Robert Louis Stevenson

(1850-1894 / Edinburgh / Scotland)

The Piper - Poem by Robert Louis Stevenson

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AGAIN I hear you piping, for I know the tune so well, -
You rouse the heart to wander and be free,
Tho' where you learned your music, not the God of song can tell,
For you pipe the open highway and the sea.
O piper, lightly footing, lightly piping on your way,
Tho' your music thrills and pierces far and near,
I tell you you had better pipe to someone else to-day,
For you cannot pipe my fancy from my dear.

You sound the note of travel through the hamlet and the town;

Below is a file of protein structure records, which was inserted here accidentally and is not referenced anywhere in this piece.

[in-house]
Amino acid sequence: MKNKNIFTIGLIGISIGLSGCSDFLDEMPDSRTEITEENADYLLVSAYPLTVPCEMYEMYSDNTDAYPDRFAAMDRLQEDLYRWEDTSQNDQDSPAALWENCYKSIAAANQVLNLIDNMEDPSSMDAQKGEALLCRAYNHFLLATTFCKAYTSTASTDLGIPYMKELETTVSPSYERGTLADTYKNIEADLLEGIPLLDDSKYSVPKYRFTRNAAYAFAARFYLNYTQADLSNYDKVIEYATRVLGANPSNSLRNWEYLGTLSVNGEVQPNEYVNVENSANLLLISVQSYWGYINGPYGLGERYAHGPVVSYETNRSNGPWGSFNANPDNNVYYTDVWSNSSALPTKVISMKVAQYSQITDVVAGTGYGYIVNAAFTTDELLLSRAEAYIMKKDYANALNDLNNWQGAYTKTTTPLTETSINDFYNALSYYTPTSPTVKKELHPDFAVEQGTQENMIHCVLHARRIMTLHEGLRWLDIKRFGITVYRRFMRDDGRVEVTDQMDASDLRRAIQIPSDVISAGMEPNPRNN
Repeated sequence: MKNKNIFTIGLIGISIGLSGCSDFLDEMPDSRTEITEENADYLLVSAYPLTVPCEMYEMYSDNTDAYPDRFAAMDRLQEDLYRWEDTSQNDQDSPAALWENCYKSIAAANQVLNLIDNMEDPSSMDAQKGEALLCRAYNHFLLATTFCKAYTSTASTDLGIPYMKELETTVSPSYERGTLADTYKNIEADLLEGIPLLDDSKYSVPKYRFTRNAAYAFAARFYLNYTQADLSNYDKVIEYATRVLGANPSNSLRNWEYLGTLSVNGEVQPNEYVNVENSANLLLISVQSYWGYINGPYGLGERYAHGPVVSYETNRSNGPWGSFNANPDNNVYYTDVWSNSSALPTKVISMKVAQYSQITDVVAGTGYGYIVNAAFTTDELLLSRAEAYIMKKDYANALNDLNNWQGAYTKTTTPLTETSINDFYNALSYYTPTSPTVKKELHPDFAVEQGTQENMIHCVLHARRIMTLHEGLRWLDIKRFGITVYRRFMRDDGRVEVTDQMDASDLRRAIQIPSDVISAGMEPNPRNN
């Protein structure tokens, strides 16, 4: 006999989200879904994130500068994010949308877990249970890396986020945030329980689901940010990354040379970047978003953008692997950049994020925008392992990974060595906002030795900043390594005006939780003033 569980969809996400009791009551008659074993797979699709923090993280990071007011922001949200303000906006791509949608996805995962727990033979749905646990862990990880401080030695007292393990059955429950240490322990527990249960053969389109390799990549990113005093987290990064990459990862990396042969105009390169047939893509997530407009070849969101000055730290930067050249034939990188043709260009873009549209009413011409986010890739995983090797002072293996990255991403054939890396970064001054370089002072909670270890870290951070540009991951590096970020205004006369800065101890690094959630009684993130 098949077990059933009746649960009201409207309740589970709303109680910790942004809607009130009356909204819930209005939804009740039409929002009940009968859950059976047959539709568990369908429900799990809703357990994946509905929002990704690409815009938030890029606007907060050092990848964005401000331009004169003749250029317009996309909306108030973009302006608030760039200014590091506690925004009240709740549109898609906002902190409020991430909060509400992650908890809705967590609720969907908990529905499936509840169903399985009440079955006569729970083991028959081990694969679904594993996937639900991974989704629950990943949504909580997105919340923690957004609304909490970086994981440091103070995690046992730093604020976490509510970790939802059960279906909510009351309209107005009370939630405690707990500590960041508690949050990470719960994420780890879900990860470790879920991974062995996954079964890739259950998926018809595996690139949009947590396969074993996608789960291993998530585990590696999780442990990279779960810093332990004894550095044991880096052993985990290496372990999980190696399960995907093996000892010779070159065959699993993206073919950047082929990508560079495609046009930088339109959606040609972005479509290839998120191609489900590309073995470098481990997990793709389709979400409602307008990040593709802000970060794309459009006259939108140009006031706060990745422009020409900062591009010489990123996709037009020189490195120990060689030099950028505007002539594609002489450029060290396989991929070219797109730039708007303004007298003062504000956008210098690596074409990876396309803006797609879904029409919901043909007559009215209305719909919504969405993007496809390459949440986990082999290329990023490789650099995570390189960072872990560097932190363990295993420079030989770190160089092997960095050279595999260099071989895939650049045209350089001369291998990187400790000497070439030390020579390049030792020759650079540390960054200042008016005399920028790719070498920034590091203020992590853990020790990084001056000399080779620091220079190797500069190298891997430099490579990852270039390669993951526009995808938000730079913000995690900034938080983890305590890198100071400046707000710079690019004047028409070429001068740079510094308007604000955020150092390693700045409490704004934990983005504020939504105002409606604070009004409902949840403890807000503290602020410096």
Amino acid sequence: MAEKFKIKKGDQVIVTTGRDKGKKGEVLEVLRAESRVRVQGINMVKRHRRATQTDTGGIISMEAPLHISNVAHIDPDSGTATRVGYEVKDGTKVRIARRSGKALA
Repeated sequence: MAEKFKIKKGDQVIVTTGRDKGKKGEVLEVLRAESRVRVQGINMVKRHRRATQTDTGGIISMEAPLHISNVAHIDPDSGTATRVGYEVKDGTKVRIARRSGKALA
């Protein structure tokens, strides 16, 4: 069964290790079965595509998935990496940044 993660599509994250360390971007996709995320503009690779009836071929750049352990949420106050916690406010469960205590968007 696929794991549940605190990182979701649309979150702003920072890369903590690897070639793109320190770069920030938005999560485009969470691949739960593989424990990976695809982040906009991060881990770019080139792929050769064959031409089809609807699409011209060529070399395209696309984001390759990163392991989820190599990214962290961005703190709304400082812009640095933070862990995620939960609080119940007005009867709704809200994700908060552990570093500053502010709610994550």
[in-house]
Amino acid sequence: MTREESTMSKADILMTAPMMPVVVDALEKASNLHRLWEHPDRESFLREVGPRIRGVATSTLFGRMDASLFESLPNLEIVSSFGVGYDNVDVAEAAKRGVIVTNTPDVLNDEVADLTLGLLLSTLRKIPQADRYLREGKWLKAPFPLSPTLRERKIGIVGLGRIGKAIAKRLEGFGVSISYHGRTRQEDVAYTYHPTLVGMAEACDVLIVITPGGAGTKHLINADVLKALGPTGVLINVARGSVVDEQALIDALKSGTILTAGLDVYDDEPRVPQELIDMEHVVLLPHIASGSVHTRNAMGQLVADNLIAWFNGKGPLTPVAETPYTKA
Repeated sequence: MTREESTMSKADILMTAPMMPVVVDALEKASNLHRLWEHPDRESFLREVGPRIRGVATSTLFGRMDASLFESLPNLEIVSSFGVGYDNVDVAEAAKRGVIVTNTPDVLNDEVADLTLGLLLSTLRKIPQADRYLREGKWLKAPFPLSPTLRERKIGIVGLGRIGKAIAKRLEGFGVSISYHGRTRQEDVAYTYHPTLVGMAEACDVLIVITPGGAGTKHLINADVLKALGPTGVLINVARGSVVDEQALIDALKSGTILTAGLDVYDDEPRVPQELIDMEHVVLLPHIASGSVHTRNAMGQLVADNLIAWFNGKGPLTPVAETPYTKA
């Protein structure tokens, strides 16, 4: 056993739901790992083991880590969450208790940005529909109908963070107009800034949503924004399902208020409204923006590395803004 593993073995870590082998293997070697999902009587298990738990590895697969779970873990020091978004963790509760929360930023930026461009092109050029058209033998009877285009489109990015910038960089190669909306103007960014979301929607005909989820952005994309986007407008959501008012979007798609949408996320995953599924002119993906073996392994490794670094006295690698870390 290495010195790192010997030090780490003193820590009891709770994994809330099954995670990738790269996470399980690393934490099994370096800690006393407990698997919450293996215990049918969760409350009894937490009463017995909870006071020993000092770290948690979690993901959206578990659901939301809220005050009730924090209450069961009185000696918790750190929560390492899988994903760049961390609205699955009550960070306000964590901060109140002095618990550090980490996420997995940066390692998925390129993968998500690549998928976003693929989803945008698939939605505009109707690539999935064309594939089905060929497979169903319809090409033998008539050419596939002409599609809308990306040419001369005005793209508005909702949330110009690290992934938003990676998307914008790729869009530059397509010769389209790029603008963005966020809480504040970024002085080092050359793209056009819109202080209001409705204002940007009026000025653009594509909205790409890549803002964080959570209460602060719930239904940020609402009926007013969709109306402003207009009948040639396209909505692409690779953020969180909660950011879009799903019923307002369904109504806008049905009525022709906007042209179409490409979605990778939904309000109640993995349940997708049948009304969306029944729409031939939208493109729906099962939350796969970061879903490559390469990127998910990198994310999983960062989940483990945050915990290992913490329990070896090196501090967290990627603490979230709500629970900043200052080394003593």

You would lure the holy angels from on high;
And not a man can hear you, but he throws the hammer down
And is off to see the countries ere he die.
But now no more I wander, now unchanging here I stay;
By my love, you find me safely sitting here:
And pipe you ne'er so sweetly, till you pipe the hills away,
You can never pipe my fancy from my dear.


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Read poems about / on: travel, music, song, sea, god, heart, angel



Poem Submitted: Tuesday, December 31, 2002



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